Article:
Cassidy defends 2017 tax cuts targeted by Biden, pointing to wage growth among low earners

Sen. Cassidy: Era of bigger government will thwart progress

Sen. Bill Cassidy, R-La., discusses Biden’s infrastructure plan and potential impact of tax hikes on the middle class.

Sen. Bill Cassidy, R-La., on Sunday defended the Trump-era tax cuts that are being targeted by President Biden in his American Jobs Plan, pointing to wage growth among low-income earners.

“Fox News Sunday” anchor Chris Wallace cited a Tax Policy Center study on the effects of former President Donald Trump’s 2017 Tax Cuts and Jobs Act among low-income earners versus high-income earners and asked Cassidy what was wrong with increasing the top tax rate to the levels of the Bush and Obama administrations.

Cassidy noted that Wallace’s framing of the question sounded like Biden’s speech to Congress and said the Biden administration wants to return the economy to the days before there was “high employment for African-Americans, veterans, women, Hispanics, the disabled, [and] high school dropouts with wage growth disproportionally in the lower quintiles of the income structure.”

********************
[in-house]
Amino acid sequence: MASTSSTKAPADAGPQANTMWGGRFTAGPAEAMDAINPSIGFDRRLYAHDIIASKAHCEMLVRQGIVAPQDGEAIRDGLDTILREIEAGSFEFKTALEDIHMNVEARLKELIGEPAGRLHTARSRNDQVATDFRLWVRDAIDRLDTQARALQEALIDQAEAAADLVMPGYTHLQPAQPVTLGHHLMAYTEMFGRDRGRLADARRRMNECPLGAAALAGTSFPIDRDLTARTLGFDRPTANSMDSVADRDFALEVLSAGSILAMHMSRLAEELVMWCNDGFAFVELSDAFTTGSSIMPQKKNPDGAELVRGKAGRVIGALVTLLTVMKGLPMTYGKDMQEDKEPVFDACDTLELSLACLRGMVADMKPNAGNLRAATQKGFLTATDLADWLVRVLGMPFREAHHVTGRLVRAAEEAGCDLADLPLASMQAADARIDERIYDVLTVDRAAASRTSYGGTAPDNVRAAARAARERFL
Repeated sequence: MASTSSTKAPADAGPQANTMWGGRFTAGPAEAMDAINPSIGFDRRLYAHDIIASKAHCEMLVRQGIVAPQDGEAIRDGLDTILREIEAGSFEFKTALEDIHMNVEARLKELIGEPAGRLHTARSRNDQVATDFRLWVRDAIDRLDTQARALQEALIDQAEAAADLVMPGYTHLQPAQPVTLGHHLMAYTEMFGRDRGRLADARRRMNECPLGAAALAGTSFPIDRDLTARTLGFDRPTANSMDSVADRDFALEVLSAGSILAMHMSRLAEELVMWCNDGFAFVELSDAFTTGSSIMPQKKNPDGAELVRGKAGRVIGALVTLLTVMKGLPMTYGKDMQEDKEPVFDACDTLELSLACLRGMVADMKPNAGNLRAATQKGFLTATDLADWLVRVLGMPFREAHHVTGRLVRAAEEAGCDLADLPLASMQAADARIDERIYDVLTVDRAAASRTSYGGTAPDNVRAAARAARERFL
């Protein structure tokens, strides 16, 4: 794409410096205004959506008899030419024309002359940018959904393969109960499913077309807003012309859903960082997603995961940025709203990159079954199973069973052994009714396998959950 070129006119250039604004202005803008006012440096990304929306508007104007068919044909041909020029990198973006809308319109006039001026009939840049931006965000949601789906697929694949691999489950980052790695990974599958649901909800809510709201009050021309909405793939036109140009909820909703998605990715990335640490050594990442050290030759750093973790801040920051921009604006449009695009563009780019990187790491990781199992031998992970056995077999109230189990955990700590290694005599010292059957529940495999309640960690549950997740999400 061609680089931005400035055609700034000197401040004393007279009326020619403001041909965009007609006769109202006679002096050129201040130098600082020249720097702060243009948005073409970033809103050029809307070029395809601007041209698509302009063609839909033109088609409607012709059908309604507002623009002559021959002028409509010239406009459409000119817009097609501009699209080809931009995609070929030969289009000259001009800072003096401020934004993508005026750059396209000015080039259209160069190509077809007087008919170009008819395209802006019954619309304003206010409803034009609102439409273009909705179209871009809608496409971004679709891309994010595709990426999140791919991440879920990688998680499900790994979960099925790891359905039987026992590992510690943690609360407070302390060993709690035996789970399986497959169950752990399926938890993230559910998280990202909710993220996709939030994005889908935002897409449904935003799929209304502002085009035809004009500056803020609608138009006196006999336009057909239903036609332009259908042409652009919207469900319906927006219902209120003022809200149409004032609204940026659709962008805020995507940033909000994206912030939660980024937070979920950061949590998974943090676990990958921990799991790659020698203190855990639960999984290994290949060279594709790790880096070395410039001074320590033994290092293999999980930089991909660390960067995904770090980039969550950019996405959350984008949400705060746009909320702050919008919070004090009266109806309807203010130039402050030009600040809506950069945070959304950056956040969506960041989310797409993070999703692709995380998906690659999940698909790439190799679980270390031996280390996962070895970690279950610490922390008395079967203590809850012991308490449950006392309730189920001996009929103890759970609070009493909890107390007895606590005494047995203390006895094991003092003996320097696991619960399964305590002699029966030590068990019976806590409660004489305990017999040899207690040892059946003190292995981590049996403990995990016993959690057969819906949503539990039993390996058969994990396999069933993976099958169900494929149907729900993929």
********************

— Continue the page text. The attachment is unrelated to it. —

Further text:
“That was all part of the Tax Cut and Jobs Act bill,” Cassidy said. “You can’t separate them, and so if you want to say, ‘My gosh, these people are making more money. Why don’t we return and keep the Tax Cut and Jobs Act?’ That’s the flip side of the question you’re asking, and I think that flip side is the part that should be emphasized.”

Biden’s $2.3 trillion spending plan unveiled early last month would raise the corporate tax rate from 21% to 28%, reversing a key part of the 2017 tax law passed by Republicans.

Wallace later played a clip of Biden saying the American Jobs Plan would help the middle class and asked Cassidy what’s wrong with making the wealthy, making over $400,000 per year, pay more in taxes.

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Cassidy responded by touting the Tax Cuts and Jobs Act, calling it a “recipe for success” because of the investment it spurred and “increased wages among the lower quintiles of Americans with fuller employment” versus “taking trillions and trickling it through Democratic interest groups.”

Democrats have been calling for repeal of Trump’s tax cuts. In June 2019, then-presidential candidate Joe Biden claimed he would repeal the GOP tax act on “day one.”

“Income inequities are at an all-time high and made worse by Trump’s tax cuts and enormous giveaways to the top one-tenth of the 1 percent … and it’s time we start to reward work over wealth,” Biden said.

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Shortly before the 2020 election, Kamala Harris vowed that she and Biden would “get rid of” the tax cuts if they were elected, saying, “Joe understands that when they passed that tax bill benefiting the top 1 percent and the biggest corporations of America, causing us to deal with a $2 trillion deficit, that wasn’t about working people.”

House Speaker Nancy Pelosi, D-Calif., famously attacked Trump’s tax reform in 2018 and said that trickle-down bonuses up to $2,000 that companies gave to workers were “crumbs.”

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